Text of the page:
August 4, 1983.
Blue Jays game at Toronto’s Exhibition Stadium, New York outfielder Dave Winfield accidentally kills a seagull with a thrown ball. After the game, Winfield is brought to the Ontario Provincial Police station on charges of cruelty to animals and is forced to post a $500 bond before being released. The charges will be dropped the following day.
Imagine. You’ve played 4 innings of an otherwise uneventful ballgame and are warming up for the 5th. After throwing the ball around the field, you lob it into the catcher to start the next inning, and BAM!!! A seagull flies right into the darn thing, falls dead to the ground, and you’re hauled off to the police department to face charges. That’s one you won’t forget! And this is kinda sorta before the nutcases surface that are trying to protect the tutsigz ant from forever being extinct. I thought this little ditty was so intriguing it sent me to the baseball archives to see what other oddities and potential hazards might be lurking out there
A few years ago a fan was cheering for her local baseball team, sitting close to the dugout. She took a look at the score board and “boom” it hit her! A foul ball slammed into her face, ripping her lip, shattering her teeth and fracturing her palate. This type of thing doesn’t happen very often, but more often than you’d think. Usually it says on your ticket that liability is very limited. Recently we had seats right behind left field. I spent an entire week-end trying to dig up an old mitt, knowing we’d be sitting in “home run territory”. As it was, the guy next to us spent most of the game at the beer stand and asked me to take care of his mitt. No home runs our way this time but you just never know.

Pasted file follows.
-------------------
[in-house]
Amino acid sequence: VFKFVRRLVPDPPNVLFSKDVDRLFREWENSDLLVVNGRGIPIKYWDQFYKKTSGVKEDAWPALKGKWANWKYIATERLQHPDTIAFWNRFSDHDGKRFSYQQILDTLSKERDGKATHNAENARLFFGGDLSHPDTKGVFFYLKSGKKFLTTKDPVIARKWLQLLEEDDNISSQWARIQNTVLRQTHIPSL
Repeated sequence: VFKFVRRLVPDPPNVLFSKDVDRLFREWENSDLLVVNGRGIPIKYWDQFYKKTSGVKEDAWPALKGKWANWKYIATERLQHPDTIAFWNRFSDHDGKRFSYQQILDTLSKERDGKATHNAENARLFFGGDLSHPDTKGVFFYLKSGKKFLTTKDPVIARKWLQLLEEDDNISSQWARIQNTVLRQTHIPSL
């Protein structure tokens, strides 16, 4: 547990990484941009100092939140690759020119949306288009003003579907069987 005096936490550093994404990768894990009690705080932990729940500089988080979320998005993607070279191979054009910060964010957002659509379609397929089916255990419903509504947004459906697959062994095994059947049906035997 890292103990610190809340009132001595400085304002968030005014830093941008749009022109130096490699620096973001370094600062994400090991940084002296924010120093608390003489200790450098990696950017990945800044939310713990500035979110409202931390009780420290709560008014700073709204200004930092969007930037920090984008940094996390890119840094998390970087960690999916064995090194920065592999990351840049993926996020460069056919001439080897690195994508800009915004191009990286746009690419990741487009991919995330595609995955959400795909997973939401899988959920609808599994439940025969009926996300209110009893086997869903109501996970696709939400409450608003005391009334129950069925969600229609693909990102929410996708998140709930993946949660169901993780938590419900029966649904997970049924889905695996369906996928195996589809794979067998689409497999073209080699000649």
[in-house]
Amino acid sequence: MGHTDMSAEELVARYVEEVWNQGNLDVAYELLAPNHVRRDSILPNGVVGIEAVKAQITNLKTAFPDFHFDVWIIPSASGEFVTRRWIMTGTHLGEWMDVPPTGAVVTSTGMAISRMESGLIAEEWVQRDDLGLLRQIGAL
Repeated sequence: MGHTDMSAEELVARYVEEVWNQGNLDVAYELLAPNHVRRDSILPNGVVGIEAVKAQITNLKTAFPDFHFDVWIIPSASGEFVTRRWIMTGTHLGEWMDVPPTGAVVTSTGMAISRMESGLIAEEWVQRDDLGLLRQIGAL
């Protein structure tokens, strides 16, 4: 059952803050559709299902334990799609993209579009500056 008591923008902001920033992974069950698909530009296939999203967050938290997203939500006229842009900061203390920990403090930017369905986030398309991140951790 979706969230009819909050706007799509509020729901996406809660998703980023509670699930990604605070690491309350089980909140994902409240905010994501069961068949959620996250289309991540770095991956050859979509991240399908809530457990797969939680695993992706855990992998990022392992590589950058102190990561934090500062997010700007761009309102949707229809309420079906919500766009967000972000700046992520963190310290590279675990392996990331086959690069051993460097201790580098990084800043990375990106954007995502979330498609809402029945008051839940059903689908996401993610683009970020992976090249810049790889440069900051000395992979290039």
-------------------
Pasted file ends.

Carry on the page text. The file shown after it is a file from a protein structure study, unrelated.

On March 25,2001, during the 7th inning of a Diamondback/Giants game, Randy Johnson sent a
lethal pitch towards the catcher’s mitt, only to hit and kill a dove who flew in front of home plate at exactly the wrong time! The pitch sent the bird over the catcher’s, Rod Barajas’, head and landed a few feet from the plate amid a sea of feathers. He explained later he was waiting for the ball, expecting to catch it, and all he saw was an explosion, feathers flying everywhere. The bird literally disintegrated. Pundits mused because it was a bird it was a “fowl” ball. Others commented the bird obviously wasn’t a baseball fan or he wouldn’t have flown within 5 feet of home plate – in any direction – when Johnson was pitching! The official ruling from the umpire was “No Pitch” and play resumed.
On a lighter note, The San Diego Chicken mascot appeared at a Chicago Bulls game (wrong sport!) back in January, 1991, and in his enthusiasm tackled a cheerleader (must have run out of pickup lines) and injured her. She sued the chicken and was awarded $300,000 for her injuries.
In July, 2000, the Florida mascot, Billy the Marlin, fired his trusty air-pressurized T-shirt Gun into the stands, accidentally hit an elderly male fan in the head, hitting him unconscious. He recovered and, naturally, filed a lawsuit.
On August 24, 1919, Cleveland pitcher Ray Caldwell is flattened by a bolt of lightning in his debut with the team. He recovers to get the final out of the game, and defeats Philadelphia, 2-1
Going way back, August 24, 1886 – Just as he reaches the ball on a long hit by Jimmy Wolf, Reds center fielder Abner Powell’s pants are grabbed by a stray dog. Wolf circles the bases with the homer that wins the game for Louisville 5-3 in eleven innings
In 1998, the infamous Phillie Phanatic cost his team $2.5 million after he aggressively hugged a store employee at a grand opening. Phillie is the most sued mascot in baseball history, known especially for flipping trays out of concession workers’ hands and causing grief just about everywhere he appears in the stands.
Just remember, if you’re going to the ballpark, take a mitt, wear a motorcycle helmet or some other protective device, stay alert and watch out for those dogs and birds!
- Catwalk Catastrophe Costs Tampa Bay Rays, Roofs Revive Baseball Debate (bleacherreport.com)
- You Otter Be In Pictures (bleacherreport.com)